Linear Sorting and Order Statistics

Linear Sorting and Order Statistics

Bart Massey

Review: Comparison Sorting is n lg n

  • Recall that comparison sorting requires a minimum of n lg n comparisons

    • Building a decision tree to distinguish n! possible orderings requires lg (n!) >= lg (n^n) = n lg n comparisons
  • We are only counting comparisons here

    • Recall that selection sort requires O(n) swaps
    • Maybe we can find a more powerful operation than comparison?
  • Motivation: Comparison sorting is not "natural"

    • Normally consider values of items as well as pairwise comparisons

Preliminary: "Counting Sort"

  • Suppose that we are sorting objects whose keys are small non-negative integers.

    • Specifically, suppose that an array of size n is guaranteed to have no more than k(n) keys in it, where k is in O(n)

    • "Sort" the keys in linear time by just counting the number of occurrences of each, then spitting them back out in order

    • Can then use dynamic programming to compute the number of keys less than k in O(n) time

    • Can then swap the actual elements into place

  • Stable sort

  • Note: disingenuous assumption about lg k costs (but also for comp sort)

  • Does constant-time array allocation help here?

Preliminary: "Bucket Sort"

  • Suppose that we are sorting objects drawn uniform-random from 1..n

  • Bucket sort is the obvious O(n) expected-case sort:

    • Allocate an array of n "buckets"
    • Dump keys around i in the i-th bucket
    • Sort each bucket's entries some n^2 way
    • Output everything in order
  • Expected complexity (p. 202-204) is O(n)

LSD Radix Sort

  • Let's examine these ideas one more time:

    • Counting sort will let us stably sort on small sets
    • Let's talk about the set of digits of a number
    • If we counting-sort rightmost digits of a set of numbers:
      • We can use stability to preserve this ordering
      • We can start sorting on the next-left digit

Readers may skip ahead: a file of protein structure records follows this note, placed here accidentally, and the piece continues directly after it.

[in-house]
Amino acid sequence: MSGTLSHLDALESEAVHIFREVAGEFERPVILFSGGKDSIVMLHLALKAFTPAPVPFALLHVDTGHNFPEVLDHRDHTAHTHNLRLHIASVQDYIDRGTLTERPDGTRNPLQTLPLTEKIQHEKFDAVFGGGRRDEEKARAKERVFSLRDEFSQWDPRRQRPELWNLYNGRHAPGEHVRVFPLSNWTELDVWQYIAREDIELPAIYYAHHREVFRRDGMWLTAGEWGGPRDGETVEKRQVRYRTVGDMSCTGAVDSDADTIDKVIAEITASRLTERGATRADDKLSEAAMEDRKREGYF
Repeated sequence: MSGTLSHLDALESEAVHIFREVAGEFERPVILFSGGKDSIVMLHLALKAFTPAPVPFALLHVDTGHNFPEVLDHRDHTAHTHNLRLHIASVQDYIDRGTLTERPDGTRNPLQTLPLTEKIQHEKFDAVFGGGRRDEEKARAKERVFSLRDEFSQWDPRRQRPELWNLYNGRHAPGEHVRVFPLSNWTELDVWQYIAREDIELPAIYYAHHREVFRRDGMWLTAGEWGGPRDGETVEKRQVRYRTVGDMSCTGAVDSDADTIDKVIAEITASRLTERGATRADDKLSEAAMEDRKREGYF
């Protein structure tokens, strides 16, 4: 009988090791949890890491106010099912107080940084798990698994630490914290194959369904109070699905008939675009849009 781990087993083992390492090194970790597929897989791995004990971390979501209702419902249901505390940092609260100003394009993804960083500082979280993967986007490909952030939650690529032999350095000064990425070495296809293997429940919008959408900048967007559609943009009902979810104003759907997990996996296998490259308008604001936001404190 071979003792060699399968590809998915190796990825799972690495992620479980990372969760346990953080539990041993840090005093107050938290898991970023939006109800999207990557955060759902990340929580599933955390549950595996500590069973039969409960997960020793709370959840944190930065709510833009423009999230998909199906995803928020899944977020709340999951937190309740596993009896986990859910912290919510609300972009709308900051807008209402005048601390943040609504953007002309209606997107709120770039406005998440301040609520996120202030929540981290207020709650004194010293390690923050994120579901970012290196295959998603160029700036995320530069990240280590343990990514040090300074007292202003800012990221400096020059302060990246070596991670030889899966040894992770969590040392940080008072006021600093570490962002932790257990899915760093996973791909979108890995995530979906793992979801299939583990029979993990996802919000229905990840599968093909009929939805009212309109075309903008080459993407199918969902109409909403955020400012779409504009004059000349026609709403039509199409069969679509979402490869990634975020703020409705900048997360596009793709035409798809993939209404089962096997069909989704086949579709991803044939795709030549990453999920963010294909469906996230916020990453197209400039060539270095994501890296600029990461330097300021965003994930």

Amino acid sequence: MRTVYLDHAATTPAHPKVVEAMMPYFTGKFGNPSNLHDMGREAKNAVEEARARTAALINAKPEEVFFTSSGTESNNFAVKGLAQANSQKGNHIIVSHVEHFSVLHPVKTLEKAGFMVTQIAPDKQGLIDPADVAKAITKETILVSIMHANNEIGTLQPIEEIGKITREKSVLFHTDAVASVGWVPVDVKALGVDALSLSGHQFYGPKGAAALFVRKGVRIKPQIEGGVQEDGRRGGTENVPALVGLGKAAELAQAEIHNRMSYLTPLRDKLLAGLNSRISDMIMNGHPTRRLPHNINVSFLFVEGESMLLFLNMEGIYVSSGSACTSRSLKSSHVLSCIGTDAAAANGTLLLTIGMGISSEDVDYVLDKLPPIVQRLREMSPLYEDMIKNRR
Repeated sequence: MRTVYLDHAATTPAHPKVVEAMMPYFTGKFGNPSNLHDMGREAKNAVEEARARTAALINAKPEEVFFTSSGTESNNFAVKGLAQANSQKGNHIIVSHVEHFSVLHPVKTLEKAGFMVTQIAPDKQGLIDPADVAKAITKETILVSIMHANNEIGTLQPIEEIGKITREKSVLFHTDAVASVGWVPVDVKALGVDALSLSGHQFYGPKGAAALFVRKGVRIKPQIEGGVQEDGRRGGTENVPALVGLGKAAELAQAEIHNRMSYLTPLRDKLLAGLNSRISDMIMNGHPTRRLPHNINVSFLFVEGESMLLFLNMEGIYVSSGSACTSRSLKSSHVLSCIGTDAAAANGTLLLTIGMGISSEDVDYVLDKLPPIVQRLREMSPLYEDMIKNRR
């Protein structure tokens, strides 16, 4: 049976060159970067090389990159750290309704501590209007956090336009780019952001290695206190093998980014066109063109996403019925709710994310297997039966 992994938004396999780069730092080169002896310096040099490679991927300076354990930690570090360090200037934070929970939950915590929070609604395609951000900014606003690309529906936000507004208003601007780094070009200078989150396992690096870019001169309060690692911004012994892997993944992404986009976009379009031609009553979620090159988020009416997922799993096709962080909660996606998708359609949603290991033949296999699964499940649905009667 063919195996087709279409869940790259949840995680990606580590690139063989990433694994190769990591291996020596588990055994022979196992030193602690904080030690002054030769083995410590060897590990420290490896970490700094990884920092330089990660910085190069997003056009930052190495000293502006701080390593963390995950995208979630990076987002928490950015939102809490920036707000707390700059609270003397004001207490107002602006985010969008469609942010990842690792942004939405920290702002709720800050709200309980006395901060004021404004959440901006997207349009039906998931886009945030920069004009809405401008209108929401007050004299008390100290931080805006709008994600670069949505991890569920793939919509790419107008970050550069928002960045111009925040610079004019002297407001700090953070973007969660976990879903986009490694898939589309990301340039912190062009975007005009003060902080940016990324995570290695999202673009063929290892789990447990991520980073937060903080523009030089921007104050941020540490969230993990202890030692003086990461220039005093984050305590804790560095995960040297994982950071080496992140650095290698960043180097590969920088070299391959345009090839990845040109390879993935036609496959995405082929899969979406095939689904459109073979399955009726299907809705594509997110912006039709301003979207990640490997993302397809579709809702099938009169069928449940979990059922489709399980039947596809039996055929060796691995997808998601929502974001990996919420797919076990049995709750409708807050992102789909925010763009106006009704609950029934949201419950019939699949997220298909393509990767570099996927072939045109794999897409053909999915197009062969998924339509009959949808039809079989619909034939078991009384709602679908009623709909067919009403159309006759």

• This is least-significant-digit radix sort
  • What radix to use? largest power of 2 < floor(lg n)

  • Memory efficiency and stuff is terrible (d-digit number = d passes)

MSD Radix Sort

  • Not in the book?

  • Bucket sort recursively from leftmost to rightmost digit

  • Still a linear algorithm

  • Easy to "stop early" and use a conventional sort

Linear Time Order Statistics

  • Order Statistic = value at position i in sorted sequence

    • Obvious way to compute this is
      • sort the sequence
      • look at the k-th position
  • For some order statistics, can do something better and/or simpler

    • Obvious O(n) algorithms for minimum (first), maximum (last)

      • Cute variant for simultaneous min/max:
        • compare pairs, then compare larger and smaller against max / min
        • special case for equal pairs
        • goes from 2n-2 to floor(3n/2)-2 comparisons
    • For any constant k, can find k-th in O(n) by doing at most k passes

Randomized Select

  • Basically quicksort, but only has to explore the partition in which the i-th statistic lies

  • Achieves O(n) expected time for any i, when elements are distinct

    • p. 217-219; understand this proof
  • Not very satisfying: want O(n) worst-case

Linear Select

  • Modification of randomized select for distinct elements

  • O(n) worst-case

  • Fairly magic: instead of picking the pivot randomly, pick it to be the recursive median-of-medians of groups of 5 values

    • Why 5? Well, 5 is the minimum odd number that makes the math come out; 7, 9 etc work too

    • Basic analysis idea: at each step in the recursion, at most (7n/10)+6 elements in the partition

      • recursion converges on amortized O(1) (p. 222)
      • thus select is linear

Detail: Linear Select

To find the i-th element in a one-based array of n elements:
    if n ≤ 5
        sort a
        return a[i]
    b ← new array of n′ = ceil(n/5) elements
    j′ ← 1
    c ← new array of 5 elements
    for j ← 1 to n - 4 by 5s
        c ← a[j]..a[j+4] 
        b[j′] ← select third element from c
        j′ ← j′ + 1
    m ← n mod 5
    c ← a[j]..a[m]
    b[j′] ← select element m div 2 from c
    m ← n′ div 2
    p ← select element m from b
    partition a around p
    if i = m
        return a[i]
    if i < m
        p ← select element i from a[1]..a[k]
        return p
    p ← select element i - m from a[m+1]..a[n]
    return p

Analysis of Select

  • Because the elements are distinct, each median-of-medians must be greater than the overall median by at most (1/2)(3n/5) = 3n/10 and less than by at most the same amount, except some fiddling for the tail

  • Thus, for large enough n, we get

    T[n] <= T[7n/10 + 6] + O(n)
  • The Master Theorem doesn't quite apply, because "+ 6", so essentially re-prove for this case

  • End up with T[n] in O(n)

Last modified: Monday, 12 May 2014, 4:08 PM